There are many reasons why the Buccaneers lost to the Super Bowl champion Patriots on Thursday night, 19-14. Let me count the ways:
The kicking game still stinks. This is the most glaring problem, but as you’ll see, hardly the only one. Why can’t we get a kicker who can consistently kick the ball through the uprights? Nick Folk missed three more field goal attempts. That’s six missed kicks in less than a week, covering two games. And these were bad misses – not even close to being good. One of them was a 56-yarder that would’ve been no good from 26. I am stunned that he is still on the roster after his performance. Can we turn the clock back and bring Matt Bryant back to Tampa?
Jameis Winston is too inconsistent. Ignore his final numbers, which show he threw for over 300 yards. He continues to throw into double coverage. He’s missing open receivers. He can’t consistently throw the deep ball very well. Remember that play where DeSean Jackson was open down the sideline? Jackson can’t be a factor downfield if Winston doesn’t get him the ball.
The play-calling was pathetic at times. Doug Martin was running wild through the Pats’ defense in the first half. So why did Koetter basically abandon the running game in the second? Fast-forward to the fourth quarter, after the Bucs cut the lead to two with just over two minutes remaining. The Bucs went for the onside kick, which was unsuccessful. New England converted it into three points. Why the onside kick? They had one timeout left plus the two-minute warning. They could’ve kicked it deep, gotten a touchback, meaning no time would come off the clock. They could’ve stopped New England, and gotten the ball with about a minute left – in much better field position – and only needing a field goal to win the game (and heck, maybe Folk would’ve made one for a change.)
All the talk up here in New England is about the Pats much-maligned defense bouncing back. Okay, I’ll buy that. But this is a Bucs’ blog, so you get the Bucs’ perspective on the game. Tampa Bay held a Tom Brady-led team to under 20 points. The game was there for the taking, and the Buccaneers didn’t grab it.
Photo courtesy: Getty Images
Why is it when the Buccaneers win a game, it never comes easy? The answer is simple: we’re Bucs’ fans. Nothing comes easy. I can count on one hand how many “easy” wins Tampa Bay’s had over the past decade.
I tweeted during the fourth quarter that if this game came down to Nick Folk’s leg – after he had already missed three kicks – that I was going to hide. I’m glad he made the game-winner – barely. And as more proof that nothing coming easy, there was a flag on that final play.
The Giants jumped offsides. Game over. Bucs 25, Giants 23.
There were so many twists and turns in this one, starting with the ‘what were you thinking’ play-calling at the end of the first half, and ending with the aforementioned Folk redeeming himself. Honestly, this was a game the Bucs easily could’ve lost. But maybe it’s a good sign that they won a game like this.
Jameis Winston’s day? Let’s call it decent. He still can’t consistently hit the deep ball. Yes, there was the beautiful pass to O.J. Howard. But the key word is “consistently.” Still, he wasn’t picked off, and he led his team down the field with the game on the line.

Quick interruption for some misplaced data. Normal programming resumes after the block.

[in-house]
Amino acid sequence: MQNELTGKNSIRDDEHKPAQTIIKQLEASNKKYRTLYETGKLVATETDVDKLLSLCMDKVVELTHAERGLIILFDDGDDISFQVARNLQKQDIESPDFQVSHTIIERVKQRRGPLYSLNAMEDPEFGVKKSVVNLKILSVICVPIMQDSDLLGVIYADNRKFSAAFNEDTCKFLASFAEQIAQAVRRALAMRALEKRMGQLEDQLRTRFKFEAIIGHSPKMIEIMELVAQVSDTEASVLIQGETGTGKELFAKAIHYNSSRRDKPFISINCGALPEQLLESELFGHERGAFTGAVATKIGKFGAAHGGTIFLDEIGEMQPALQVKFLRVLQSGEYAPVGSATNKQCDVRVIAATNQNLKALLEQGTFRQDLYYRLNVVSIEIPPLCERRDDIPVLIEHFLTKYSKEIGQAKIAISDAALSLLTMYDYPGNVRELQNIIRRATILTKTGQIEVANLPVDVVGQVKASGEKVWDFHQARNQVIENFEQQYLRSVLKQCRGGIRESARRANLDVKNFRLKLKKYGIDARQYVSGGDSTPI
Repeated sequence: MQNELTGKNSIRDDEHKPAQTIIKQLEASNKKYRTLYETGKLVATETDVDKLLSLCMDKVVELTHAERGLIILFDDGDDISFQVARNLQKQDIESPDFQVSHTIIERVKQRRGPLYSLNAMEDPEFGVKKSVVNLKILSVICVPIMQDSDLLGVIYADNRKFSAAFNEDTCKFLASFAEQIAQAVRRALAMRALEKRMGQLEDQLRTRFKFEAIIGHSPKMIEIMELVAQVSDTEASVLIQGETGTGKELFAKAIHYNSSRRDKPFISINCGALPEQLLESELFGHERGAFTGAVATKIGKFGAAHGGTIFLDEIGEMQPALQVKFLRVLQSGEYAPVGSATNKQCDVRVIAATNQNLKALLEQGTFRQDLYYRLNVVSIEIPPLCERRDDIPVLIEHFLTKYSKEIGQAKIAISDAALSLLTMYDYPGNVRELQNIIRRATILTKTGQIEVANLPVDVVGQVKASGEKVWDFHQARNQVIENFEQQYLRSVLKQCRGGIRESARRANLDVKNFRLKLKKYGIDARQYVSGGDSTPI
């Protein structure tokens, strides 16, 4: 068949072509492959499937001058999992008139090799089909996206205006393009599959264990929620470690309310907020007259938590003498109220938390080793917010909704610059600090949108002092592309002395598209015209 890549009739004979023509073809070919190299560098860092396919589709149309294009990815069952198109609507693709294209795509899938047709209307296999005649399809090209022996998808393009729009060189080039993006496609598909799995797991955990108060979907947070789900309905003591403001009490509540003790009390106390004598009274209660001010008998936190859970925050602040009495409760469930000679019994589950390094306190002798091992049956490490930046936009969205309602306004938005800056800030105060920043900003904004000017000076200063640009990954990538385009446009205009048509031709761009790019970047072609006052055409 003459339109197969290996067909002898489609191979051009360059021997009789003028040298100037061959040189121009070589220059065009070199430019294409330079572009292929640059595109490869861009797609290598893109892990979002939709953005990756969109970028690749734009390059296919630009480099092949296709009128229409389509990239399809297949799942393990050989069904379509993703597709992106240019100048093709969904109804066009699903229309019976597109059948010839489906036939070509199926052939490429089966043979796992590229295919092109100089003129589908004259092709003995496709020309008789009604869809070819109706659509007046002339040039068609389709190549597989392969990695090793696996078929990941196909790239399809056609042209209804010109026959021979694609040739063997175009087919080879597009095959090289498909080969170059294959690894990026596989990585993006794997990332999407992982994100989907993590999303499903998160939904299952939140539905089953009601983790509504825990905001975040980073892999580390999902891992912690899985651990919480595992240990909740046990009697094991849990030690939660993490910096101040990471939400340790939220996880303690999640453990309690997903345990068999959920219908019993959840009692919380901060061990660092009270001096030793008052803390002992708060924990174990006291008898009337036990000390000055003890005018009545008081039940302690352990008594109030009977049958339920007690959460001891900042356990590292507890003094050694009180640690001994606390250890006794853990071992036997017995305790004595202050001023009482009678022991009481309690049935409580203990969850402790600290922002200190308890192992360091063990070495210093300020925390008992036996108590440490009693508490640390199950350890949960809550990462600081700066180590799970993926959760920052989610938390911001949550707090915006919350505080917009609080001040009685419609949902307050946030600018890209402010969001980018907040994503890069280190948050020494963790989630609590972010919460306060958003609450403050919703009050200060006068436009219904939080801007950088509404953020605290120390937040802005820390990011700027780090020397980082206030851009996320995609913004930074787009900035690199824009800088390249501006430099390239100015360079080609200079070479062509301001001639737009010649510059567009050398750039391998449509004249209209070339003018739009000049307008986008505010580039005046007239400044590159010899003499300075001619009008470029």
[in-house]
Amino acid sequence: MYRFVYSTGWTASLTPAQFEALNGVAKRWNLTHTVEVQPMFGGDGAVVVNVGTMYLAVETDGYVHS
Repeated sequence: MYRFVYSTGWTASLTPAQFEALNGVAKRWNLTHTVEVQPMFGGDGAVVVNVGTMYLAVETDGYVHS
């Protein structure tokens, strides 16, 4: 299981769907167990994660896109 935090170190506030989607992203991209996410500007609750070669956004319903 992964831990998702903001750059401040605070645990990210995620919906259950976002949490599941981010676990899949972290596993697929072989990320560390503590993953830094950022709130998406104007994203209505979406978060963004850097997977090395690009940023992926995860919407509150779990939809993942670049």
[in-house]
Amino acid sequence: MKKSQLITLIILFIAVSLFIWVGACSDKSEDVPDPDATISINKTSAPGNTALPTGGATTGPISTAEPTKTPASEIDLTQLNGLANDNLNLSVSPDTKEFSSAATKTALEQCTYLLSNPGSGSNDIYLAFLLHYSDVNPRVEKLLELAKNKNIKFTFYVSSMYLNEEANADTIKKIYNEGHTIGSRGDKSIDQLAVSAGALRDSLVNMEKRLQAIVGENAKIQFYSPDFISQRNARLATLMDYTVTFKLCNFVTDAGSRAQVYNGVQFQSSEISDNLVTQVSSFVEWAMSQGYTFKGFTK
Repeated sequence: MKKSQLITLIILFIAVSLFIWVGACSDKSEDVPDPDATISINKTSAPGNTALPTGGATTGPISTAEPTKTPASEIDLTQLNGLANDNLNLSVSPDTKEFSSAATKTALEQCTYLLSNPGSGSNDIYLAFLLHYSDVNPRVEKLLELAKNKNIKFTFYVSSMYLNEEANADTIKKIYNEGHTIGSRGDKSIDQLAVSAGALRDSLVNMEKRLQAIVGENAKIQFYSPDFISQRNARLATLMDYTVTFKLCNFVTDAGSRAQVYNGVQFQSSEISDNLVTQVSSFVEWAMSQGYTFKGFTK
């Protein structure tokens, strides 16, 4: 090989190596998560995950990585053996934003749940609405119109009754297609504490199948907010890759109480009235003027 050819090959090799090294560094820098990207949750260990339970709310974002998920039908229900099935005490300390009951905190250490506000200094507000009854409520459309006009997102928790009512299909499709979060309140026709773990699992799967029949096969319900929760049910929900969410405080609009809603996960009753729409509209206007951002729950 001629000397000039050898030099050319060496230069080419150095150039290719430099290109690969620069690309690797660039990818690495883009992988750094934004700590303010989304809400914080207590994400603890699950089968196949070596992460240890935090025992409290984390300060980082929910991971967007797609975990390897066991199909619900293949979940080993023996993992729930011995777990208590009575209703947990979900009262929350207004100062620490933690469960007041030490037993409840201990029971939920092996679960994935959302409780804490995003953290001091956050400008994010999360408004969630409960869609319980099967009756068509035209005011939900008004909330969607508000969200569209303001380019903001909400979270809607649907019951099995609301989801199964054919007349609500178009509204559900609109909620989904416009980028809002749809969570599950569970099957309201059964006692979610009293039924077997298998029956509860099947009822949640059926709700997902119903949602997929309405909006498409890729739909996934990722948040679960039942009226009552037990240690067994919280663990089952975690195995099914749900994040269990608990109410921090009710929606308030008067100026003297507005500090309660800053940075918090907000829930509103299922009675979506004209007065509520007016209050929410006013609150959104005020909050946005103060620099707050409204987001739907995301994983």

The Bucs still don’t have anything resembling a pass rush. They got by against Eli Manning. If you think that’s going to be okay against Tom Brady, you’re crazy. The return of Brent Grimes in the secondary made a difference on Sunday, though I still have doubts about that unit.
And Folk? My goodness. Can we please get someone who can make a kick? I wonder how short of a leash Dirk Koetter and Jason Licht have on him, especially after the Roberto Aguayo experiment that didn’t pan out.
But hey, we’re three games in, and the Buccaneers have won two of them. I’ll take it.
Up next: the Super Bowl champs on Thursday night. I hate Thursday night games, and not because the Bucs hardly ever win. I just hate them in general. And I despise the color rush uniforms that both teams will be wearing.
Photo courtesy: Tampa Bay Buccaneers
The Bucs’ situation on the offensive line has gotten a lot of attention this week.
First, there was word that the team invited former Miami guard Richie Incognito to Tampa for a tryout. That sent shivers down me. Yes, they need help up front, but why would you do it with a player with a rap sheet that includes the Dolphins’ bullying scandal among other things?
Then on Tuesday, my nerves calmed down considerably when the Buccaneers acquired six-time Pro Bowler Logan Mankins from the Patriots in exchange for tight end Tim Wright and a 2015 draft pick.
Mankins was a beast in Foxboro. Being from New England, I can say truthfully that he was well-liked and respected around these parts. He will definitely bring stability to the Bucs offensive front, even if he is over 30 years old. The Bucs needed to do something in their attempt to better protect Josh McCown, and this helps a lot.
A lot of Patriots fans up here are shocked by this move. For New England, all is not lose. Wright had a decent season on a horrendous team last year. Now, he’s going to be catching balls from Tom Brady.
Still, I think this is an excellent move by the Bucs. Don’t expect to see Mankins play in the final preseason game Thursday night. But he should be ready to go for the season opener on September 7.
Oh, and a final memo to Love Smith and Jason Licht: don’t even think about signing Incognito.
What a week it has been for the Tampa Bay Buccaneers. That’s not much of a surprising statement, given that the start of free agency always results in a lot of activity around the league. But I wasn’t expecting it to be quite like this.